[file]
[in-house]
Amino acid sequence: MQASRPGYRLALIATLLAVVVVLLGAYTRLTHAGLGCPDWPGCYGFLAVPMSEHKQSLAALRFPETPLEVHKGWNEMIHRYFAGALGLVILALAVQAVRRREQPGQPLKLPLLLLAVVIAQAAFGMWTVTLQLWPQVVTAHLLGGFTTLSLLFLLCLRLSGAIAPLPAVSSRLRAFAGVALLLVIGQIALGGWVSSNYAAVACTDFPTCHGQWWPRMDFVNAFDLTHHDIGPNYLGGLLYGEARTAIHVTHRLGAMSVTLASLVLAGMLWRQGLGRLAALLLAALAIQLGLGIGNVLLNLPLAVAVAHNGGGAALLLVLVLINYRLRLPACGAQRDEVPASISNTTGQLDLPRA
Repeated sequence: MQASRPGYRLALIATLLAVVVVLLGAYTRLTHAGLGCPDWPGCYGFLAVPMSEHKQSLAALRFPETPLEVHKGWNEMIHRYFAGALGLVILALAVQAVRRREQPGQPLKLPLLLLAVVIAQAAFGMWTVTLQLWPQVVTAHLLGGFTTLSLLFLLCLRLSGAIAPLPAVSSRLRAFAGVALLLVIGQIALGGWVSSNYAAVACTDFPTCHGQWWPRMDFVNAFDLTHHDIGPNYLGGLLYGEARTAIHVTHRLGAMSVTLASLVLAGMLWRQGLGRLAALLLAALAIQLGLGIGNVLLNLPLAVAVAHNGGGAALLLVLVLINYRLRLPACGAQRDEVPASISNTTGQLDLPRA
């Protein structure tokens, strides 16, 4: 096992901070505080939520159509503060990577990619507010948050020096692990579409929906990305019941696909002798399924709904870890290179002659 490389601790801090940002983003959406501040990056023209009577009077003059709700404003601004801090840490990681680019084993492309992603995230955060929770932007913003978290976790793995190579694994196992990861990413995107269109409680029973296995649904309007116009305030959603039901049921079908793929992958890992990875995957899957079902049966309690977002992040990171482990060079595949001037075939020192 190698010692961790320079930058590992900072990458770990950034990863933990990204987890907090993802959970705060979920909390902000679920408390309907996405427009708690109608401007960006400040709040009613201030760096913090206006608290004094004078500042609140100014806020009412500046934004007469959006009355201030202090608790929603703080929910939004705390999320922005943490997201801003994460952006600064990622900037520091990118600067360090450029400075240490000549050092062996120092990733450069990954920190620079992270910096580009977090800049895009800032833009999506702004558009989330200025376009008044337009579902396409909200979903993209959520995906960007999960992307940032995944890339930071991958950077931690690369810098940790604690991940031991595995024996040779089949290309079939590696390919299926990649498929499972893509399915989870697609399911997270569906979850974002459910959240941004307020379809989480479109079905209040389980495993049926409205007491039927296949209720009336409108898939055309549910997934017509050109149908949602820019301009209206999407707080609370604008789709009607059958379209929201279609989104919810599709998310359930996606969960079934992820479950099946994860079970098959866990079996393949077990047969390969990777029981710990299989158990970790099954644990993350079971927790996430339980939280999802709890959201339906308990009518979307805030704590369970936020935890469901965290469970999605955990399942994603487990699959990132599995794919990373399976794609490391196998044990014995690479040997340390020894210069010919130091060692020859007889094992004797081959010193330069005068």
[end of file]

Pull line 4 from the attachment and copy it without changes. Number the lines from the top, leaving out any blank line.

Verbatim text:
């Protein structure tokens, strides 16, 4: 096992901070505080939520159509503060990577990619507010948050020096692990579409929906990305019941696909002798399924709904870890290179002659 490389601790801090940002983003959406501040990056023209009577009077003059709700404003601004801090840490990681680019084993492309992603995230955060929770932007913003978290976790793995190579694994196992990861990413995107269109409680029973296995649904309007116009305030959603039901049921079908793929992958890992990875995957899957079902049966309690977002992040990171482990060079595949001037075939020192 190698010692961790320079930058590992900072990458770990950034990863933990990204987890907090993802959970705060979920909390902000679920408390309907996405427009708690109608401007960006400040709040009613201030760096913090206006608290004094004078500042609140100014806020009412500046934004007469959006009355201030202090608790929603703080929910939004705390999320922005943490997201801003994460952006600064990622900037520091990118600067360090450029400075240490000549050092062996120092990733450069990954920190620079992270910096580009977090800049895009800032833009999506702004558009989330200025376009008044337009579902396409909200979903993209959520995906960007999960992307940032995944890339930071991958950077931690690369810098940790604690991940031991595995024996040779089949290309079939590696390919299926990649498929499972893509399915989870697609399911997270569906979850974002459910959240941004307020379809989480479109079905209040389980495993049926409205007491039927296949209720009336409108898939055309549910997934017509050109149908949602820019301009209206999407707080609370604008789709009607059958379209929201279609989104919810599709998310359930996606969960079934992820479950099946994860079970098959866990079996393949077990047969390969990777029981710990299989158990970790099954644990993350079971927790996430339980939280999802709890959201339906308990009518979307805030704590369970936020935890469901965290469970999605955990399942994603487990699959990132599995794919990373399976794609490391196998044990014995690479040997340390020894210069010919130091060692020859007889094992004797081959010193330069005068």